Keynote is Apple’s solution for producing professional-quality presentations. There is an array of beautiful themes and effects available. It’s easy to produce a simple slideshow with music, and then enhance it with stunning visualizations, transitions, and animations. Keynote offers new HD themes, 3D-rendered charts, fine image-adjustment tools, new drawing tools, table manipulation tools, image masking, enhanced iLife integration, and more control of the overall presentation. Apple seems to have responded well to the complaints of what was missing in earlier versions of this software.
When the application starts up, you are presented with a choice of themes. There are plain themes as well as some that are very eye-catching. You can change the theme at any time, either the theme of the whole presentation or themes for individual slides.
Once you select a theme, the design screen will display. There are sets of buttons in a toolbar across the top of the design screen. There is a set of buttons to control the slideshow, and to add or delete slides. There is another set to create various objects. There are five types of objects that you can create: Text, Shapes, Table, Chart, and Comment. The Inspector button opens the Inspector window for more detailed formatting of an object. There is also a button to add media, and another to make fine adjustments to images. There is a Font button and a Color button. The toolbar can be customized.
The Inspector window has ten categories:
1. Document: Slideshow setting and audio selection settings
2. Slide: Transition and appearances
3. Build: Build in/build out effects
7. Table: Table layout and table data
If you want to add a text box, you click the Text button in the toolbar. You type in your text, and then use the Inspector window to change various attributes of that text. If you want to change just the color or font, you can do this either through the Text inspector or with the Color or Font buttons in the toolbar. It’s good that there is a choice, but when you're first learning, it is a bit confusing to figure out what the different tools do. I also thought it difficult to find how to change an effect.
For instance, to create a pie chart and then color that pie chart with my own choice of colors, I had to click on the Inspector button, and then select the Graphic editor. From there, I chose the option 'Color Fill' from a drop-down menu, and there I could choose my color. It took me a while to find this, and when I wanted to do it a second time, I still had to search for the right combination. If you want to create a table, you click the Table button. Then you click the Inspector button, and select the Table inspector. From here you can set the properties and data values of the table. It is very easy to navigate your way through, and you can create effective tables quickly.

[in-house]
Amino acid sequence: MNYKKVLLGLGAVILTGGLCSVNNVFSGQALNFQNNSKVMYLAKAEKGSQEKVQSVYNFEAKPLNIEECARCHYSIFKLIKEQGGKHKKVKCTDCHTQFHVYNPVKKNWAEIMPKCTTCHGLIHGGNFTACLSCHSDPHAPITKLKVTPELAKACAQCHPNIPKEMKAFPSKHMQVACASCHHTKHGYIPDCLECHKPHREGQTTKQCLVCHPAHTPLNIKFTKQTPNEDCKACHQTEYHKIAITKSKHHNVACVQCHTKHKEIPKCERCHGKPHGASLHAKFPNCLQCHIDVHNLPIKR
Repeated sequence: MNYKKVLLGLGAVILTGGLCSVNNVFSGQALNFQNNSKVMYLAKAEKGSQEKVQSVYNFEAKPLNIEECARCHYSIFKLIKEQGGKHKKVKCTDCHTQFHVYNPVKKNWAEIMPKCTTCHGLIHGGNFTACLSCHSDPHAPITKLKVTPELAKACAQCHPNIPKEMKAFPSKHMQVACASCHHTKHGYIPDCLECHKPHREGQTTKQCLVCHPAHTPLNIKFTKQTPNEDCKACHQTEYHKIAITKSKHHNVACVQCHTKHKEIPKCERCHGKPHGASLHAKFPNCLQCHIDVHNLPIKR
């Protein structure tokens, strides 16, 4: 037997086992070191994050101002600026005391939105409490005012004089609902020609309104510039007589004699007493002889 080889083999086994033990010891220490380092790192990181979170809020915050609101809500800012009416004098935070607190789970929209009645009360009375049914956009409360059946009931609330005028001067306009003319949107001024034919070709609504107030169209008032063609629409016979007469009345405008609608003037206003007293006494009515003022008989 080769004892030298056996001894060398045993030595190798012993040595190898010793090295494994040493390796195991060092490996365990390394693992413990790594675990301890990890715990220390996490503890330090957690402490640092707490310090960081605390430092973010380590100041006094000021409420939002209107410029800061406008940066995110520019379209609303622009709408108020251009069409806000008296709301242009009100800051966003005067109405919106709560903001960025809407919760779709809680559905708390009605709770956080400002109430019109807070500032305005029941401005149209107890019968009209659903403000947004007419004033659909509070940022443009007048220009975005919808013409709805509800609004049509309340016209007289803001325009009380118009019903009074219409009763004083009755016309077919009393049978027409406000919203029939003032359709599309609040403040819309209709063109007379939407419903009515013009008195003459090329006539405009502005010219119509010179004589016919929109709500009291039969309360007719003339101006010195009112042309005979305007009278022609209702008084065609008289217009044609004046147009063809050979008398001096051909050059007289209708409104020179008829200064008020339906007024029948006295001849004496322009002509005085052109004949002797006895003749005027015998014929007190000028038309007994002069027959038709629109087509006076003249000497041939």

The same is true of all five types of objects that you might want to create. It is fairly intuitive to create an object and then change its formatting. This can be anything from simple formatting to more complicated animations and transitions. Keynote will create great charts in most formats you might want--pie chart, scatter graph, or bar chart, to name just a few. It is easy to enter the data and make a visually pleasing effect.
Media has its own button, and includes audio, photos, and movies. I found it confusing to add a music track for the whole slideshow. This needs to be done from the Document inspector and not by clicking on Media.
You can add basic shapes to your slides, such as triangles, rectangles, and arrows, as well as custom shapes you design. You click on the Shape button, and you can select a pre-formatted shape or draw your own shape with a special tool. You can also alter the pre-designed shapes in any way you want. For instance, you can take any corner of a triangle and stretch it out.
You can also mask an image with any of these shapes, which can be very effective. It wasn’t clear how to do this; I needed to use the Help feature to achieve it. The Help told me to insert both the image and the shape, and then select both objects (this part was tricky, because the Help didn’t explain how to select them both). I discovered it was done in the standard way of selecting multiple objects, anywhere in the Mac environment--click on the first object, hold down the Apple key, and click on the second object. Now choose Format -> "Mask with Shape." Drag the shape over the image, resize it as you want, and finally, double-click to get the result.
Your presentation can be shown on multiple monitors. One of these monitors can be the presenter’s monitor and show comments that are only visible on this monitor. The presenter’s monitor will also show a timer. Comments are easily added by clicking on the Comments button at the top of the screen.